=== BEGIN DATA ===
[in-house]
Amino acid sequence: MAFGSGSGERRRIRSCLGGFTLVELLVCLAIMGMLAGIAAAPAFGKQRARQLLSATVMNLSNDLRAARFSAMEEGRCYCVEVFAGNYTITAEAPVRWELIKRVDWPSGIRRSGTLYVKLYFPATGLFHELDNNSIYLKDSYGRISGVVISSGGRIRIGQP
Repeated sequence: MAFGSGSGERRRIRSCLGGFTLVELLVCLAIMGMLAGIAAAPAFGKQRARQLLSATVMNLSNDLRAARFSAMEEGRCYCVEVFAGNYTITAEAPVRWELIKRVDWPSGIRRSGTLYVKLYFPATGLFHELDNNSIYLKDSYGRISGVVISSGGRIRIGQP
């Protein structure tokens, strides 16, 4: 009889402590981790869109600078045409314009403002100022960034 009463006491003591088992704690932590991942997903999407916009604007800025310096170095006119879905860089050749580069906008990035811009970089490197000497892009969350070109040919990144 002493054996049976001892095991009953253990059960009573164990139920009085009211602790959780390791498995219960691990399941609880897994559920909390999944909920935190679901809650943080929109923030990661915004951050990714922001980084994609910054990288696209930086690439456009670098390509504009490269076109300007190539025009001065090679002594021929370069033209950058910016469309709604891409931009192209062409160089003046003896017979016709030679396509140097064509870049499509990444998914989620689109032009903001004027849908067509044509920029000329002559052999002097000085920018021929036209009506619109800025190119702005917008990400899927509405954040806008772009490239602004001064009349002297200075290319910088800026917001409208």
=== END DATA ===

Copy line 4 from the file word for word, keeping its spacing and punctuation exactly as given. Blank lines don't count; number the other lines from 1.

């Protein structure tokens, strides 16, 4: 009889402590981790869109600078045409314009403002100022960034 009463006491003591088992704690932590991942997903999407916009604007800025310096170095006119879905860089050749580069906008990035811009970089490197000497892009969350070109040919990144 002493054996049976001892095991009953253990059960009573164990139920009085009211602790959780390791498995219960691990399941609880897994559920909390999944909920935190679901809650943080929109923030990661915004951050990714922001980084994609910054990288696209930086690439456009670098390509504009490269076109300007190539025009001065090679002594021929370069033209950058910016469309709604891409931009192209062409160089003046003896017979016709030679396509140097064509870049499509990444998914989620689109032009903001004027849908067509044509920029000329002559052999002097000085920018021929036209009506619109800025190119702005917008990400899927509405954040806008772009490239602004001064009349002297200075290319910088800026917001409208």